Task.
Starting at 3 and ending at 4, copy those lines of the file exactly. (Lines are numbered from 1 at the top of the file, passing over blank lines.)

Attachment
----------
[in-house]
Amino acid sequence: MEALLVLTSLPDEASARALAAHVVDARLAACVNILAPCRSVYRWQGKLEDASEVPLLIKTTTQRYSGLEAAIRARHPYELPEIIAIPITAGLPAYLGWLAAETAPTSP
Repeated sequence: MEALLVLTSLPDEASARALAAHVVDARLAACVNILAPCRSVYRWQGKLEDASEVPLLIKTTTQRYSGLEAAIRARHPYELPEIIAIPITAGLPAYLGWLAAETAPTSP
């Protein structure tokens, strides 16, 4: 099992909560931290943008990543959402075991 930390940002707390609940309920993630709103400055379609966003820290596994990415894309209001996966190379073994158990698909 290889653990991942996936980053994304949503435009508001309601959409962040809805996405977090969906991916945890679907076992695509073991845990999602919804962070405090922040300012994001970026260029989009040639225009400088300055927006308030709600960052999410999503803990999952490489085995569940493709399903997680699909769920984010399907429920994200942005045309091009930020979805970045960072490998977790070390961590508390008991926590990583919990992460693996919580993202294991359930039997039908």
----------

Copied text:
Repeated sequence: MEALLVLTSLPDEASARALAAHVVDARLAACVNILAPCRSVYRWQGKLEDASEVPLLIKTTTQRYSGLEAAIRARHPYELPEIIAIPITAGLPAYLGWLAAETAPTSP
């Protein structure tokens, strides 16, 4: 099992909560931290943008990543959402075991 930390940002707390609940309920993630709103400055379609966003820290596994990415894309209001996966190379073994158990698909 290889653990991942996936980053994304949503435009508001309601959409962040809805996405977090969906991916945890679907076992695509073991845990999602919804962070405090922040300012994001970026260029989009040639225009400088300055927006308030709600960052999410999503803990999952490489085995569940493709399903997680699909769920984010399907429920994200942005045309091009930020979805970045960072490998977790070390961590508390008991926590990583919990992460693996919580993202294991359930039997039908």